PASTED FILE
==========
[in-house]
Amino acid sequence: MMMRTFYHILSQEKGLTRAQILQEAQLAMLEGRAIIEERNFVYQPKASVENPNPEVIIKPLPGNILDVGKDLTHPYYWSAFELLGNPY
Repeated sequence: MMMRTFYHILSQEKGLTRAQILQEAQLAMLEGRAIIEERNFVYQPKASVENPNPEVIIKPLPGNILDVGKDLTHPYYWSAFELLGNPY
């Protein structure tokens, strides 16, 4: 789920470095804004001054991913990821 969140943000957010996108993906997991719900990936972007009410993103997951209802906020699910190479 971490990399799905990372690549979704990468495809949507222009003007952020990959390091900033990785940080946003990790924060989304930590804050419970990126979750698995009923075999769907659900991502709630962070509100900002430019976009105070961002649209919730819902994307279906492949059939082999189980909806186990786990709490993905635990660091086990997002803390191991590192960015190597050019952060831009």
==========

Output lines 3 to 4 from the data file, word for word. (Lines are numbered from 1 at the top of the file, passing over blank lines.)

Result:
Repeated sequence: MMMRTFYHILSQEKGLTRAQILQEAQLAMLEGRAIIEERNFVYQPKASVENPNPEVIIKPLPGNILDVGKDLTHPYYWSAFELLGNPY
């Protein structure tokens, strides 16, 4: 789920470095804004001054991913990821 969140943000957010996108993906997991719900990936972007009410993103997951209802906020699910190479 971490990399799905990372690549979704990468495809949507222009003007952020990959390091900033990785940080946003990790924060989304930590804050419970990126979750698995009923075999769907659900991502709630962070509100900002430019976009105070961002649209919730819902994307279906492949059939082999189980909806186990786990709490993905635990660091086990997002803390191991590192960015190597050019952060831009």